As the left foot goes forward, the stick sweeps to the left. As the right foot goes forward, it sweeps to the right.
Left. Right. Left. Right.
Partially sighted people use something called a long cane when they’re walking. It helps them detect obstacles, changes in level, and ultimately keeps them safe.
When I walk into town, I sometimes see a man walking with one of these canes. And he’s always pulling a cart behind him.
My first thought is gratitude. I can’t imagine what it is like to be only partially sighted. Sometimes, my second thought is this: How many times does he have to walk a route to feel comfortable with it?
There’s two ways to look at this.
You could assume that his aim is to get from A to B. To do that, he has to find the shortest, most convenient path and repeat it. Or, you could assume that his aim is to explore whilst going from A to B. To map out the most accurate representation of his route.
The former is knowing there’s a path that goes from A to B. The latter is knowing there’s a path from A to B, and that on the right hand side there’s a wall running for thirty meters and access to two people’s driveways on the left.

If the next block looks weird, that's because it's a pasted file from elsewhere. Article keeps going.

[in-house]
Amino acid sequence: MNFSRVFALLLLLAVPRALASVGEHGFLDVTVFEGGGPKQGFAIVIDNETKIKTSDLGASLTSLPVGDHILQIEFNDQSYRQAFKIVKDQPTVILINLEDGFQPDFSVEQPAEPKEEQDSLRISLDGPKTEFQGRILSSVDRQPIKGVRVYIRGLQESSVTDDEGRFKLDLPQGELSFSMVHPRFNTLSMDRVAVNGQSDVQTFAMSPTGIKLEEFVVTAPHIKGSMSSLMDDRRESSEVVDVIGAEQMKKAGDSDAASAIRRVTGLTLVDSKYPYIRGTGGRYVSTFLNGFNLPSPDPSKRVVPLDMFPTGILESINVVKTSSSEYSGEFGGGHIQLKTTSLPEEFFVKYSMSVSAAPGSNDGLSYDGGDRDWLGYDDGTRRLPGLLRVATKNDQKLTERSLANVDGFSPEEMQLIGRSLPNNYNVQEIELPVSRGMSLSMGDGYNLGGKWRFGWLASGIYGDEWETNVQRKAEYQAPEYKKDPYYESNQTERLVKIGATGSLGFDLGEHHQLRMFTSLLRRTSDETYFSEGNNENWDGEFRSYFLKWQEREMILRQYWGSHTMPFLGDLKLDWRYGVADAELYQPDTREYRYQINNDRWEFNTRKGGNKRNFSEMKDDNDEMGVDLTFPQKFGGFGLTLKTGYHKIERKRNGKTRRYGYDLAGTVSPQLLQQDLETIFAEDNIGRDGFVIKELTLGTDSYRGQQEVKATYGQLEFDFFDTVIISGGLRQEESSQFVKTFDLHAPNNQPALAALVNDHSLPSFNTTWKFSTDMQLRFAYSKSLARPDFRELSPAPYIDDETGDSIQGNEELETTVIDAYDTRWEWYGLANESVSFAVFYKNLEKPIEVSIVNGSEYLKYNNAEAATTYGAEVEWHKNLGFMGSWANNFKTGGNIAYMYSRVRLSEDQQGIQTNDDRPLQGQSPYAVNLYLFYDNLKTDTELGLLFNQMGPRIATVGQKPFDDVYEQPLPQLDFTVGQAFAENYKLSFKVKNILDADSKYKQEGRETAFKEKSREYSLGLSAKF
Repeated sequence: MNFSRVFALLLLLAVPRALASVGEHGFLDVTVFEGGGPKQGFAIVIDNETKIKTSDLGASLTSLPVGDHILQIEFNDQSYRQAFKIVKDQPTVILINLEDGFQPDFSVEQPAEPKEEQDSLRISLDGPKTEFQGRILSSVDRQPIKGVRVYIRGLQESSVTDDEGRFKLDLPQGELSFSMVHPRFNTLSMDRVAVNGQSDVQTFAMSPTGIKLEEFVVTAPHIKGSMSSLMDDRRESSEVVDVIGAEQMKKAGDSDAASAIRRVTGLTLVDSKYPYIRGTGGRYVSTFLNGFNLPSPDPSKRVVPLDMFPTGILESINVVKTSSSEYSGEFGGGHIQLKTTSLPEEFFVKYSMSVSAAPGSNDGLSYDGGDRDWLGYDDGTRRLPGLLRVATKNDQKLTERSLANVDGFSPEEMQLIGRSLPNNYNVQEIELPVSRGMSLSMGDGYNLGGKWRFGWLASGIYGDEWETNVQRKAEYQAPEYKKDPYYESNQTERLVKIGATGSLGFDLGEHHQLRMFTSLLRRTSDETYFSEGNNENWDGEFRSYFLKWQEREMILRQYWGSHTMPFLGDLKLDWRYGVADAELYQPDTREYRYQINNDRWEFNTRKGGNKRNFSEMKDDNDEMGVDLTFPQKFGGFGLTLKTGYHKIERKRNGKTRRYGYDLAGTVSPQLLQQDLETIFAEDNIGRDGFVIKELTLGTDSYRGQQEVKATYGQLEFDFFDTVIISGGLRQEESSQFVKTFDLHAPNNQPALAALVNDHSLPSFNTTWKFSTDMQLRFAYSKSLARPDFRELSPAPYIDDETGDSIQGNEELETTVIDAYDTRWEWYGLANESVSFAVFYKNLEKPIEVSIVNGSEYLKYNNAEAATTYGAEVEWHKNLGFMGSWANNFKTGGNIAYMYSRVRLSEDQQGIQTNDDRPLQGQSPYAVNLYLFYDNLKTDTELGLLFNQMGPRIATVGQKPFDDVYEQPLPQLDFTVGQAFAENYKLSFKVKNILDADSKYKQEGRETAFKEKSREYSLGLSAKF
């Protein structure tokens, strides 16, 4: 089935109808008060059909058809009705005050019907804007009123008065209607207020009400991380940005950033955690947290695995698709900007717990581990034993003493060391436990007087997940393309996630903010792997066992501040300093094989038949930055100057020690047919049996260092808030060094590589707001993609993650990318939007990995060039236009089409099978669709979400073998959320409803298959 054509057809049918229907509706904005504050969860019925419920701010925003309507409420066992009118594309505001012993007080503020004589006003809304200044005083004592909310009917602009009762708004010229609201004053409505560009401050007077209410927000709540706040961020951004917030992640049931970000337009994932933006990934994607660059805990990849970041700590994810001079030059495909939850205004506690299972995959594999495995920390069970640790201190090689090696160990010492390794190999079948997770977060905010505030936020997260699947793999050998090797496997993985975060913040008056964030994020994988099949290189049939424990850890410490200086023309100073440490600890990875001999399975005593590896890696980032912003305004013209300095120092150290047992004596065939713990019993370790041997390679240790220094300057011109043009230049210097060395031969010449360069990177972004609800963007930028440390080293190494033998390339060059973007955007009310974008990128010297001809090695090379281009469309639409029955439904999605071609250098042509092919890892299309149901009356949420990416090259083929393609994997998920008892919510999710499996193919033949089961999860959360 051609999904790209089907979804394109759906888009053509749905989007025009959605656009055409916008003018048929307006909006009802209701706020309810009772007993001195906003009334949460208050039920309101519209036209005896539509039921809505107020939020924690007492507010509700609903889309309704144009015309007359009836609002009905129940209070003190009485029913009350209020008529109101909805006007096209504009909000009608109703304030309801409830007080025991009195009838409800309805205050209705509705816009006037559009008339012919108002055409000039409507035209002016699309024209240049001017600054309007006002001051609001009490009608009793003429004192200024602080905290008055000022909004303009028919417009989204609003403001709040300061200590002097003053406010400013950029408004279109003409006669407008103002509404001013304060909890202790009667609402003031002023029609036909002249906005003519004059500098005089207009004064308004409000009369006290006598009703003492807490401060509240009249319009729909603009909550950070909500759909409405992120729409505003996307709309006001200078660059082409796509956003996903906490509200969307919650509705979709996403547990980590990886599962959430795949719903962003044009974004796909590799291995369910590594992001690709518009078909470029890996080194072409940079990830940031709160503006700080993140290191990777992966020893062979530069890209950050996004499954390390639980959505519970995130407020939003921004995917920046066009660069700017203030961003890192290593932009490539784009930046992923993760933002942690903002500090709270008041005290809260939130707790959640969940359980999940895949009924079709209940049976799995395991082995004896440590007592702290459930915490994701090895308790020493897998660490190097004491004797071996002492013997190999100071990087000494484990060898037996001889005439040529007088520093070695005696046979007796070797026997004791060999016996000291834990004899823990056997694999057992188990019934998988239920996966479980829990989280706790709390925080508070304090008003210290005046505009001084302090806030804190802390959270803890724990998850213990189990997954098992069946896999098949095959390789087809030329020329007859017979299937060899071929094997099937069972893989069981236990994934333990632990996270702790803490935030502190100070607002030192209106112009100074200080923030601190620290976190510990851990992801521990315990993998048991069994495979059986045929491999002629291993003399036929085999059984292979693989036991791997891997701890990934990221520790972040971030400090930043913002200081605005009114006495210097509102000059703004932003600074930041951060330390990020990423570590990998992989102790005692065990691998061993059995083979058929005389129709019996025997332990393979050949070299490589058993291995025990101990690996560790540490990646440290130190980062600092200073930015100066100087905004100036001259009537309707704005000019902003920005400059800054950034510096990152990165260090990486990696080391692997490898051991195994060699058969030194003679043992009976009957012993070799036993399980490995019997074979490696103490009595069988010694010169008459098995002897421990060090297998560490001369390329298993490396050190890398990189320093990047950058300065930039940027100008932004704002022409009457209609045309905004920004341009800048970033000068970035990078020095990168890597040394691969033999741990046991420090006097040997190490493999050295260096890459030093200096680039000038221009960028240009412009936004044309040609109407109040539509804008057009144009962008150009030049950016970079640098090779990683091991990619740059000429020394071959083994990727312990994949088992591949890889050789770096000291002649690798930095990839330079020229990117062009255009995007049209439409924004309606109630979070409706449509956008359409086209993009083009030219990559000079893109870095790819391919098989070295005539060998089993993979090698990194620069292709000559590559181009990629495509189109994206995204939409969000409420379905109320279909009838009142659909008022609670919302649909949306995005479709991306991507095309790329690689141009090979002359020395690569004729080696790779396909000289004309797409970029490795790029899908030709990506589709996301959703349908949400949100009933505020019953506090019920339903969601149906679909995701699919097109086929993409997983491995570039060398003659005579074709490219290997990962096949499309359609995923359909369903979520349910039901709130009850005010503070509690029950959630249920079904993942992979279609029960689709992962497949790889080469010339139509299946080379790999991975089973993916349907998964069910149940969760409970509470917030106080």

In our own lives, we get caught up with getting from A to B. With finding the most convenient, shortest route. But perhaps we should spend some more time exploring our most common paths?
It’s a different approach to risk. What is easy and convenient is so because it is risk free. Exploring means wandering into the unknown and the uncharted. It means going outside the bounds of your current knowledge. It means bumping up against obstacles and constraints.
Each approach has it’s advantages, and both are useful. But when we have a choice, I think we go for the less risky, the safer choice more than we should.
To truly know our world, we have to forget about our destination. We have to spend some time building a better map of the world around us.